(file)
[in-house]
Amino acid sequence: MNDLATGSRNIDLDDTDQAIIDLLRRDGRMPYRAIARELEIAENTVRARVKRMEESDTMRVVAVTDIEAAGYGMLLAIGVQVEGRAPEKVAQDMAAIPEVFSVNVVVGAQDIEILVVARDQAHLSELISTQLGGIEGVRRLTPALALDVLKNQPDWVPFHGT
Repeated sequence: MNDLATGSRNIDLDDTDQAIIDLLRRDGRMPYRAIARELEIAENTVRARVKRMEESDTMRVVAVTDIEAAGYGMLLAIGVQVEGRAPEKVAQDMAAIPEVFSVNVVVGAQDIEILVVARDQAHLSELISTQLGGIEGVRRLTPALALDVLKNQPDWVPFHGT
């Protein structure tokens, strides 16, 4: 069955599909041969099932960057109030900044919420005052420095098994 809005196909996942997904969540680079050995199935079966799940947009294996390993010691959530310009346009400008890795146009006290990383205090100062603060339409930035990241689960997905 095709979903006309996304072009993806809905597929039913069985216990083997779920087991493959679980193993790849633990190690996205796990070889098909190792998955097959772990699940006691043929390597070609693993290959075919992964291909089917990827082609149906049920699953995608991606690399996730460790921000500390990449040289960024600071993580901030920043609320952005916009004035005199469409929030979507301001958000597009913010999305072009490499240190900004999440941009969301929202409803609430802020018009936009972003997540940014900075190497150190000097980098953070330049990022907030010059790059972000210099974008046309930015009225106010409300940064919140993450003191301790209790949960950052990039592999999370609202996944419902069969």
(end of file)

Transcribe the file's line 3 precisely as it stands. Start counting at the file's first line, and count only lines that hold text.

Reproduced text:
Repeated sequence: MNDLATGSRNIDLDDTDQAIIDLLRRDGRMPYRAIARELEIAENTVRARVKRMEESDTMRVVAVTDIEAAGYGMLLAIGVQVEGRAPEKVAQDMAAIPEVFSVNVVVGAQDIEILVVARDQAHLSELISTQLGGIEGVRRLTPALALDVLKNQPDWVPFHGT